Face paint and makeup are fun for kids on
Halloween, when dressing up, or for special occasions. When choosing face paint and makeup products, don't gloss over the ingredients.
Even products marketed to children and teens can cause problems like skin irritation and allergies or contain toxic ingredients like lead,mercury, or asbestos. Many products have been recalled because they were made with
Spot bad cosmetic ingredients
Cosmetic products and ingredients do not have to be tested by the FDA before they are sold. The FDA simply requires them to be safe when used according to their
directions. However, the FDA requires the approval of ingredients used as "color additives" in cosmetics. Here's what to watch for to keep your chi ld's look safe and fun.
Dressing up as a rock star for Halloween? Beware of cosmetics with heavy metals. Many cosmetics contain heavy metals. These can include arsenic, cadmium, mercury and lead, all of which can be toxic in large amounts—especially to children. Other natural ingredients sometimes in cosmetics like rubber (latex) in face and body paints, cobalt and
nickel, have caused people to develop
Are toxic ingredients listed under a different name? For example, lead might be listed as "kohl," "kajal" or "surma," and
mercury might be called "mercurous chloride," "calomel," "mercuric" or "mercurio."
Bright colors can make you glow, but keep them away from your eyes. Many neon color ingredients used in cosmetic are considered safe by the FDA, and one is even approved for a glow-in-the-dark look. Find highlights on these FDA-approved ingredients.
Is talc an ingredient? Talc is a powdery mineral that forms in the ground near the mineral asbestos. If the talc mixes with asbestos when taken from the ground, the contaminated talc could end up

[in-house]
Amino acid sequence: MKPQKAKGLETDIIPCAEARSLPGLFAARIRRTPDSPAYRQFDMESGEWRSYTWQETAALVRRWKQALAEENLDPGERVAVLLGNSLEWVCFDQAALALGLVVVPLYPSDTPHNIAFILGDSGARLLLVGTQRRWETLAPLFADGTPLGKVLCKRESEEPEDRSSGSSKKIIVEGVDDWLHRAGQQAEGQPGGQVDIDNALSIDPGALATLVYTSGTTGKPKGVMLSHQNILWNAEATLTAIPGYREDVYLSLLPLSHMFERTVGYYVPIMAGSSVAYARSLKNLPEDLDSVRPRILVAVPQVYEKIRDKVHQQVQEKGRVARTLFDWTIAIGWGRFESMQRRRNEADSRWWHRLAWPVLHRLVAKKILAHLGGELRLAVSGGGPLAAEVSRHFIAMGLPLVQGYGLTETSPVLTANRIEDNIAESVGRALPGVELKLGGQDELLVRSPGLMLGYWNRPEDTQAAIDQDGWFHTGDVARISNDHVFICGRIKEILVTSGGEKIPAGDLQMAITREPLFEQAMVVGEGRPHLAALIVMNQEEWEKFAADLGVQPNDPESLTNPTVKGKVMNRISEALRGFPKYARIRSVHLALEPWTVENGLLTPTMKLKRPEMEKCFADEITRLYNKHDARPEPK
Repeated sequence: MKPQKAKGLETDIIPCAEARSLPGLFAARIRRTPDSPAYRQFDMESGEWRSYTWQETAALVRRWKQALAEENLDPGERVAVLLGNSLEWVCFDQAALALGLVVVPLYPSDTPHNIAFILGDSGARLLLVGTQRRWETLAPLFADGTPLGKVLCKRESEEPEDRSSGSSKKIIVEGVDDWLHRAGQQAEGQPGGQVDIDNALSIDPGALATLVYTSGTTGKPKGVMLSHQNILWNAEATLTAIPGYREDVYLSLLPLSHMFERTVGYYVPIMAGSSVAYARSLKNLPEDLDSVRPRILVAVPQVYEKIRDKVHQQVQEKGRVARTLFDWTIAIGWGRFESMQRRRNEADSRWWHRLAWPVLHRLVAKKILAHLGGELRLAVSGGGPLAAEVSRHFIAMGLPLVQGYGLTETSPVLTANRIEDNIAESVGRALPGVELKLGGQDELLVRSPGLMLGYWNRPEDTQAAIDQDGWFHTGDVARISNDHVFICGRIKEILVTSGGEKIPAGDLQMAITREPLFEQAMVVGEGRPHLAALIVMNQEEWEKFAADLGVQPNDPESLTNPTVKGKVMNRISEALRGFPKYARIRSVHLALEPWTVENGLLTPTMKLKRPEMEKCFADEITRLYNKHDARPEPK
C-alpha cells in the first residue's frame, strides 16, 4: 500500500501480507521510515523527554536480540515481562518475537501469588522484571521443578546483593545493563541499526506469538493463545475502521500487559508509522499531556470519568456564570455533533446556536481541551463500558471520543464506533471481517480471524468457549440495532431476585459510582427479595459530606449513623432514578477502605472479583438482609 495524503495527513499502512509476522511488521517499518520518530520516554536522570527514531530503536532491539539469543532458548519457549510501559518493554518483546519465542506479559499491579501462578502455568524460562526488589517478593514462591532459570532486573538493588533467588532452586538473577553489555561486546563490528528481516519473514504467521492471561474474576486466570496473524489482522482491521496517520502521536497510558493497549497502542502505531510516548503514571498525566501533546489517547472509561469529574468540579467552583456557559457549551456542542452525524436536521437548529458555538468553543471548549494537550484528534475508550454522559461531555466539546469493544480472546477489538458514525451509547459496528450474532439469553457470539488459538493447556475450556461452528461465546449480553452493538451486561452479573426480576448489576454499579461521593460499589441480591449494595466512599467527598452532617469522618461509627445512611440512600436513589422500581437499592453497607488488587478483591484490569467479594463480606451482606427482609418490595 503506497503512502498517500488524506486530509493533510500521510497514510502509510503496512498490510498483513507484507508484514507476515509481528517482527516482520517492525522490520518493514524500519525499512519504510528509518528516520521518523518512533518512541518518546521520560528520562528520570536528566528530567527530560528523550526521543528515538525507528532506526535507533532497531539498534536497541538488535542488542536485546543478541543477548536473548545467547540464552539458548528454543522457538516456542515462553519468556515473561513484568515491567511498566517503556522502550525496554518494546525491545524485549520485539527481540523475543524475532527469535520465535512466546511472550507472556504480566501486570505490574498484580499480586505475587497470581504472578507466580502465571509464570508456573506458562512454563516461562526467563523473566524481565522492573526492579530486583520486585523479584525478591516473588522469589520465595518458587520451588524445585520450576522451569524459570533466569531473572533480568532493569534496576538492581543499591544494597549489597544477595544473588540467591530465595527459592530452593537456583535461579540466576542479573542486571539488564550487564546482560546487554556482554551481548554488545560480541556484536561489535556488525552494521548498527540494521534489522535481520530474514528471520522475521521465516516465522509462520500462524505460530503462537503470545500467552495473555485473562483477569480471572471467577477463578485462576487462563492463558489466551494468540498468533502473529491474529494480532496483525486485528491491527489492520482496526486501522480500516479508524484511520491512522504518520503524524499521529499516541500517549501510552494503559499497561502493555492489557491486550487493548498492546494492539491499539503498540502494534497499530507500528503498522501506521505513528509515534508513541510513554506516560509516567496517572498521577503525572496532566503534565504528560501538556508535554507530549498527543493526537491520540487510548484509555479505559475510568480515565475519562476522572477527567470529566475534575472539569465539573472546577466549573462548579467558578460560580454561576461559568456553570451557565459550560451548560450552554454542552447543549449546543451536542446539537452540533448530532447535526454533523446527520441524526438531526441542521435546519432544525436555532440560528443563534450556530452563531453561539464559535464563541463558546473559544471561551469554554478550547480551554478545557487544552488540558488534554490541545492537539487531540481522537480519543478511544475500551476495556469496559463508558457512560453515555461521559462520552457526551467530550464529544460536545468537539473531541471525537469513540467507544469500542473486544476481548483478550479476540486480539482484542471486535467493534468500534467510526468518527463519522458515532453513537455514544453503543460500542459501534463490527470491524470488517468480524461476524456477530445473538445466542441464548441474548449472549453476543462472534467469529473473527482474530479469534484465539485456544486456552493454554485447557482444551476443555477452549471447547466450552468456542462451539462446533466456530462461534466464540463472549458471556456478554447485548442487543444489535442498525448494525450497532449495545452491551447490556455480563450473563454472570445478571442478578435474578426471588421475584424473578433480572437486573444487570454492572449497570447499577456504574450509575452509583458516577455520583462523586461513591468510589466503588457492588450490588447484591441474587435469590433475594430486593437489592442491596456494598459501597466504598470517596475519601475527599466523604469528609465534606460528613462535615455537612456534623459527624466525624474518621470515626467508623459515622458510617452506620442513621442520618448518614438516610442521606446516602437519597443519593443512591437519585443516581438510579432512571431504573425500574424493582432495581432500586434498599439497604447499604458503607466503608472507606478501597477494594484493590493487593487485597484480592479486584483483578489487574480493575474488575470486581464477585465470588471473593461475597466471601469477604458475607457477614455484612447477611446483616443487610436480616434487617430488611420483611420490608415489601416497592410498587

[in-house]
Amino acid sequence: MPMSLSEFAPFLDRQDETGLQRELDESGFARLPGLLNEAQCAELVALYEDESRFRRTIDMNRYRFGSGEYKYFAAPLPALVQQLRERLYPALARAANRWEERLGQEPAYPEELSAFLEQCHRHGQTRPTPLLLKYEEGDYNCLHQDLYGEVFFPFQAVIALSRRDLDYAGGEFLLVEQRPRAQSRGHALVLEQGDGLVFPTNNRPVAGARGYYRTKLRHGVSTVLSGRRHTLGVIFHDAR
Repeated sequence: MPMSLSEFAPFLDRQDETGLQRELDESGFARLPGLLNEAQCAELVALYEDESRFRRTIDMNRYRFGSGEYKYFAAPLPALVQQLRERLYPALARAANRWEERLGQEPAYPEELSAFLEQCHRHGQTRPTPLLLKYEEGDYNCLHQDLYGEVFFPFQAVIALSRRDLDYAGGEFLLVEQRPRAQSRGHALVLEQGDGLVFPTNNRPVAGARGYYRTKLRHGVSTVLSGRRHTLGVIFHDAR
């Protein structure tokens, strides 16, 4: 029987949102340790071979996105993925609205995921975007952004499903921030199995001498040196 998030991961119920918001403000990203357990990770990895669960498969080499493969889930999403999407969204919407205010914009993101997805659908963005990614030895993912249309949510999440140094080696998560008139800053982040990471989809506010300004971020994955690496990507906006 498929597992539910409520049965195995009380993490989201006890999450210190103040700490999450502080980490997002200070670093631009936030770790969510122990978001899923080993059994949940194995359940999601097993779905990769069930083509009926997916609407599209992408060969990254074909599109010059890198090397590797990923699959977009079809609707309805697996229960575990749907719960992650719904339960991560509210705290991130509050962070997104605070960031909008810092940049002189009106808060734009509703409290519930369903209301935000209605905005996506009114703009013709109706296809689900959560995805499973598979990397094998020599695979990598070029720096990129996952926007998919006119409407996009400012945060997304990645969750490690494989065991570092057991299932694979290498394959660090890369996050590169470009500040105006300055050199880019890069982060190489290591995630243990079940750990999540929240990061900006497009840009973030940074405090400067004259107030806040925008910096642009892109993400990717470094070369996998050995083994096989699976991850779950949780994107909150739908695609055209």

in the cosmetic. Asbestos can cause cancer and mesothelioma after many years of exposure.
Avoid bad reactions from face paints and cosmetics
Test a small amount of the product a few days before using it on your child's face. It is better to find out early if your child is allergic to a small dab of the product on the arm instead of a large amount on your child's
face on Halloween.
Make sure the product ingredients are listed in English. In the United States, products need to list the ingredients on the
label in English. If ingredients are not listed in English or are only listed in another language, the product might have been sold illegally.
Avoid an infection from makeup
Read directions and wash hands before applying cosmetics.
Do not share makeup with others.
Do not store makeup in a place that is too warm or too moist.
If the product smells bad, it could be contaminated. Throw it away and use another one. Remove the product at the end of the day. Follow the label directions.
Talk with your pediatrician
If you have questions about toxins in face paints and makeup, talk with your pediatrician. Your regional Pediatric Environmental Health Specialty Unit (PEHSU) (https://www.pehsu.net/) have staff who can also talk with parents about concerns over environmental toxins.